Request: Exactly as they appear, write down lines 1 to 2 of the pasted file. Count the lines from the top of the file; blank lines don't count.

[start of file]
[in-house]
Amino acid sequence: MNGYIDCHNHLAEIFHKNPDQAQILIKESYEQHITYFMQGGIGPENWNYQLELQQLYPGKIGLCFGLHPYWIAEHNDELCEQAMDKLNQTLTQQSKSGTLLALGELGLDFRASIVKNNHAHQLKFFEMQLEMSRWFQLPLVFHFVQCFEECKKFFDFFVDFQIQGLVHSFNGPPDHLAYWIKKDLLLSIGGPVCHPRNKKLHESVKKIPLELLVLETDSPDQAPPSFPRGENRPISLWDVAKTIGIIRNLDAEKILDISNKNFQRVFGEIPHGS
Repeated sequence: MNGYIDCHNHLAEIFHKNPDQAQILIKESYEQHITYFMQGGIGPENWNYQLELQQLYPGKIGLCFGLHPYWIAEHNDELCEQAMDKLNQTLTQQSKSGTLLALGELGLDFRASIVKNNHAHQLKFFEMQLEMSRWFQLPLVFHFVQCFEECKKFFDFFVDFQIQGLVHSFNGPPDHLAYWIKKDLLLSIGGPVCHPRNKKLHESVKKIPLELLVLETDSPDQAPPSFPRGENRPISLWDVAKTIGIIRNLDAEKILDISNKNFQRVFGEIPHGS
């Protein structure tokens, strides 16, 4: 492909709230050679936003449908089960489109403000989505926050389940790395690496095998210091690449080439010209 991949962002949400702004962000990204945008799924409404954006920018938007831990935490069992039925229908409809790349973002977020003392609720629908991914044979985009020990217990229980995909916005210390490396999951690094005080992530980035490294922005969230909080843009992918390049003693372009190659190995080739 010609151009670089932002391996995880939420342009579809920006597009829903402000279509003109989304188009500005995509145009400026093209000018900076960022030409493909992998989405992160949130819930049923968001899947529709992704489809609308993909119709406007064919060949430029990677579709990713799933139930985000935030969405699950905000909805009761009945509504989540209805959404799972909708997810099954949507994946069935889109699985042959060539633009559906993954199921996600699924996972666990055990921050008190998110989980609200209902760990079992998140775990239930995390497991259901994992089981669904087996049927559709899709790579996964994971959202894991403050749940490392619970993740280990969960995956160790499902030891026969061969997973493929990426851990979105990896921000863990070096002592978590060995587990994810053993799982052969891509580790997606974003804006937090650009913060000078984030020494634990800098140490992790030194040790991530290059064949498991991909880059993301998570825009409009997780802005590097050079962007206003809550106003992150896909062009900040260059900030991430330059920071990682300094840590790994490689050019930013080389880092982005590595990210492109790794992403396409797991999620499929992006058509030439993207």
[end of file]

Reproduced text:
[in-house]
Amino acid sequence: MNGYIDCHNHLAEIFHKNPDQAQILIKESYEQHITYFMQGGIGPENWNYQLELQQLYPGKIGLCFGLHPYWIAEHNDELCEQAMDKLNQTLTQQSKSGTLLALGELGLDFRASIVKNNHAHQLKFFEMQLEMSRWFQLPLVFHFVQCFEECKKFFDFFVDFQIQGLVHSFNGPPDHLAYWIKKDLLLSIGGPVCHPRNKKLHESVKKIPLELLVLETDSPDQAPPSFPRGENRPISLWDVAKTIGIIRNLDAEKILDISNKNFQRVFGEIPHGS